History of Electric Lamps
Around the same time that we used oil and kerosene to fuel our lamps, a new power source started appearing - electrical energy. It would change the world
and have a big impact in how we illuminate the world around us.
Roots of the electric lamps go back to the beginning of the 19th century. Sir Humphry Davy, chemist and inventor, had at the time, the most powerful
battery in the world and by 1802, made the first incandescent lamp in a way that he passed electrical current through a platinum strip as a filament, which
were used because it has a very high melting point. It didn’t lasted long nor it gave too much of light but it was a spark that ignited ideas of 20 and
some inventors until we got the first commercially viable incandescent electric lamp. In 1809 Sir Humphry Davy made first arc lamp which was also basis for
one of three types of electric lamps. After that different inventors experimented on different aspects of electric lamp. They changed filaments, atmosphere
in which filament burned and casing for a lamp, all to get longer lasting lamp that would give enough light and could withstand high temperatures. In
1870s, Sir Joseph Swann and Thomas Edison, independently of each other, made first electric lamp that could last longer than few hours by using carbon
filament in vacuum. That gave electric lamp that burned with stronger light and that could last for more than 1200 hours. Later improvements used tungsten
filament and atmosphere of inert gas which gave even brighter light and lasted longer because gas reduces evaporation of tungsten. Electric lamps were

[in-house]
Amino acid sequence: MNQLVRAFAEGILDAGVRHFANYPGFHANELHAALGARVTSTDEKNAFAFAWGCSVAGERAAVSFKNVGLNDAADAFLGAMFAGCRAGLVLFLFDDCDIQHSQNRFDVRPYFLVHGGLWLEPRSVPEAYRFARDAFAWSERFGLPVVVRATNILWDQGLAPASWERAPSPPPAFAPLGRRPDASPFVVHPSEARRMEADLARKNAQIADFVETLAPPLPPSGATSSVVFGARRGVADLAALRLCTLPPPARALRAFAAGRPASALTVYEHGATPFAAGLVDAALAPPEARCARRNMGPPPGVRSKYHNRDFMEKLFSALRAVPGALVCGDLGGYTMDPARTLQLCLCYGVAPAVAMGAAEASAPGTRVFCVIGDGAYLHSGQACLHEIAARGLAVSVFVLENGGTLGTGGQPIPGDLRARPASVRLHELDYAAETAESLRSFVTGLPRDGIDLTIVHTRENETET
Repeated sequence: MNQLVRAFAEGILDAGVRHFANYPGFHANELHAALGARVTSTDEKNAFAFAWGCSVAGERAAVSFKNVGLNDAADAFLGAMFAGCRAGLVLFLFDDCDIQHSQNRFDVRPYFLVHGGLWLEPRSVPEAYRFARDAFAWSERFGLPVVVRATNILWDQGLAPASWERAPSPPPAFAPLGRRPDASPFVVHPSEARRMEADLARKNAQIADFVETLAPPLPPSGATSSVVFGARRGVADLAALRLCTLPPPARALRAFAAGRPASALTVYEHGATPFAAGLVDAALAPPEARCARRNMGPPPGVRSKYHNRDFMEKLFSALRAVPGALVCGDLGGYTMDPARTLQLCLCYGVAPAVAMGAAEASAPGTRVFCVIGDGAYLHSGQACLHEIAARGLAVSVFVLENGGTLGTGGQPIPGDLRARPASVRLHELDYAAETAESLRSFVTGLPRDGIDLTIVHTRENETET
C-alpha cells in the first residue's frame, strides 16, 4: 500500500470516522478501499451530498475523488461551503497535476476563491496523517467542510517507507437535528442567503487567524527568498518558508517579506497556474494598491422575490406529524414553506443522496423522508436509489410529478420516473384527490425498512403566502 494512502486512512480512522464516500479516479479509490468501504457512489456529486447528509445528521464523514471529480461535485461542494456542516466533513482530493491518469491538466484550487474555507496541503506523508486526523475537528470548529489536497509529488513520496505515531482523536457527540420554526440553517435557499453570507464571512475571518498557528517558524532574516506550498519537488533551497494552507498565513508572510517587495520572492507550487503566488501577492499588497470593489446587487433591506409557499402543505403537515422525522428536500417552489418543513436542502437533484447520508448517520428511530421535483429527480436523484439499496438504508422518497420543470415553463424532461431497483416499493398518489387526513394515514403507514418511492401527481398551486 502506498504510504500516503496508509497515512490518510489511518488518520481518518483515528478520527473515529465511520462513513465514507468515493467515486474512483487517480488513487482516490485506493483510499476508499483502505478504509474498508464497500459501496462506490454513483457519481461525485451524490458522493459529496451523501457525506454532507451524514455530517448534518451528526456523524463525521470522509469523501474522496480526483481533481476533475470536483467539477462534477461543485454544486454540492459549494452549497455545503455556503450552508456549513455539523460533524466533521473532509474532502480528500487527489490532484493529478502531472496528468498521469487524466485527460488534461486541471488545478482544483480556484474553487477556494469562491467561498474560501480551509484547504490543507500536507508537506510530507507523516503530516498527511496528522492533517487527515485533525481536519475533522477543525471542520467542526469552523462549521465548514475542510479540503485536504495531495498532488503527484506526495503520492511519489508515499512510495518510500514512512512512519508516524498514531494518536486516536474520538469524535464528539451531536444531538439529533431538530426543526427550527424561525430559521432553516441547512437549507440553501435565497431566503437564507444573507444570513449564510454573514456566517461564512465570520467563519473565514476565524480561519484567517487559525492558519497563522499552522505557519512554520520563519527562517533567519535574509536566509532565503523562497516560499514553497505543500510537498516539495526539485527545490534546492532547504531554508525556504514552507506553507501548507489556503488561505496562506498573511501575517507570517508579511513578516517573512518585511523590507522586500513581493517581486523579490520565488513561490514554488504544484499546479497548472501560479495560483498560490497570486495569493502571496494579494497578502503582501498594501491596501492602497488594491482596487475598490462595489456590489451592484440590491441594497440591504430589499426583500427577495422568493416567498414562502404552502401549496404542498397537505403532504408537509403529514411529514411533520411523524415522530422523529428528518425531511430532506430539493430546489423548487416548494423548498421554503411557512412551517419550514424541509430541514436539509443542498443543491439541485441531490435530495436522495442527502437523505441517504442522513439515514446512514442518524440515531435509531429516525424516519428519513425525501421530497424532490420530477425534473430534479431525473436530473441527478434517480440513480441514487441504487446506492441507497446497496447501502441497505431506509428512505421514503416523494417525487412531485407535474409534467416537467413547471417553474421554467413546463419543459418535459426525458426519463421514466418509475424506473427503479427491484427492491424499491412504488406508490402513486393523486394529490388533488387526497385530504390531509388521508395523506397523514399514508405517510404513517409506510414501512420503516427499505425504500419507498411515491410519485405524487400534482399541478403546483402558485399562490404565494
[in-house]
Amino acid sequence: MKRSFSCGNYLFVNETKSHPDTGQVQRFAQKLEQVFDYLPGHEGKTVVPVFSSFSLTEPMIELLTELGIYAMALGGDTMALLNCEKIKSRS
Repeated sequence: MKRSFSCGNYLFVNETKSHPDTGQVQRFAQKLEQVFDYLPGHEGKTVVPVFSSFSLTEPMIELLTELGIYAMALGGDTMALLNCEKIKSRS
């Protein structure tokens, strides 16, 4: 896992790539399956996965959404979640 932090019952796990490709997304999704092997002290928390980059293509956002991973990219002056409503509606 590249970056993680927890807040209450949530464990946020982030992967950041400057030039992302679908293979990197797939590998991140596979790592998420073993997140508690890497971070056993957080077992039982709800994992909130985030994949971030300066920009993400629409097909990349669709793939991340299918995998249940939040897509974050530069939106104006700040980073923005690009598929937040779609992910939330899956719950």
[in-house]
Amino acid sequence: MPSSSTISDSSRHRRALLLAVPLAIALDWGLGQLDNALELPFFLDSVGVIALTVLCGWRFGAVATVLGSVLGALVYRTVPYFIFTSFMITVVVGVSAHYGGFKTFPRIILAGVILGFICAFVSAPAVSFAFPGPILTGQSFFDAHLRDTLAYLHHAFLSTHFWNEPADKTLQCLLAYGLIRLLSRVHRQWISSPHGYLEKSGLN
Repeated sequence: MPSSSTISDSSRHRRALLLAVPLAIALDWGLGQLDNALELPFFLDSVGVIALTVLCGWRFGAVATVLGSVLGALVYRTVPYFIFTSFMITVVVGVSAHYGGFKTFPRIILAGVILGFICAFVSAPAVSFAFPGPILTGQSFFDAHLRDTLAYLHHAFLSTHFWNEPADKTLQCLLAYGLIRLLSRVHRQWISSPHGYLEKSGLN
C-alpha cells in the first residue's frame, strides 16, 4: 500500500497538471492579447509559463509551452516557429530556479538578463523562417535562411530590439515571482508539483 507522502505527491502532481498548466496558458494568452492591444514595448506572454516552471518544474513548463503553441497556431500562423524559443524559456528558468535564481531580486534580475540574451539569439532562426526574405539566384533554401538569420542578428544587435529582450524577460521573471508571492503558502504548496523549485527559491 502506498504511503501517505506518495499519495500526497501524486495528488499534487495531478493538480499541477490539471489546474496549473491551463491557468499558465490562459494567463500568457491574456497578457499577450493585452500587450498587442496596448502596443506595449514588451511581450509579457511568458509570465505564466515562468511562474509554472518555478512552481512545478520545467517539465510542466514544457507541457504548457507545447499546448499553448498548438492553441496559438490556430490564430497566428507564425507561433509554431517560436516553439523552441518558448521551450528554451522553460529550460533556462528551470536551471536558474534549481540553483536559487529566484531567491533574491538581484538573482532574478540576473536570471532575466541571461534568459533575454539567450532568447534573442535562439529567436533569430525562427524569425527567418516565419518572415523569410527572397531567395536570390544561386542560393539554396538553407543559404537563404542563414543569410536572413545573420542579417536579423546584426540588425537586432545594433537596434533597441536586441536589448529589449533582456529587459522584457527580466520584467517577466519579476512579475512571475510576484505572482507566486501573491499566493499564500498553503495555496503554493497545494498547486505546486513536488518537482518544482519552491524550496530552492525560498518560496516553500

first used only by a few but in time they got wider use and by 1885 it was estimated that around 300.000 lamps were sold only in USA. Electric lamps spread
around the world and stayed until the present day in variety of uses, from home to industrial to street illumination. Beside the electric lamps that use
electric current from the electric grid we have electric lamps that use batteries and are therefore - portable which widens their use even more.
Through history, there were many variants of electric lamps but, like we said before, there are three basic types:
- Incandescent lamps. They have filament through which electrical current is passed that heats the filament which then emits light. Filament is enclosed in
a glass bulb which has low atmosphere of inert gas that prevents filament from burning away.
- Carbon arc lamps which work on the principle of dielectric breakdown. Arc lamps have two carbon electrodes that are placed at the small distance of each
other and are connected to high voltage. Air between them turns into a conductor under the force of the high voltage and after the dielectric breakdown and
electric discharge is created which burns with strong light.
- Gas discharge lamps are made like tubes that have electrodes on both ends and are filled with vapor that can be ionized and with that can pass electric
current and emit light. Fluorescent and neon lamps are gas discharge lamps in the widest use.
120 year after the first experiments, we still use electric lamps and regard them as irreplaceable in everyday life. But they are changing still and are
replacing each other. In the last years many countries are passing laws that will ban incandescent lamps because there are more efficient lamps that give
same amount of light but consume much less electricity.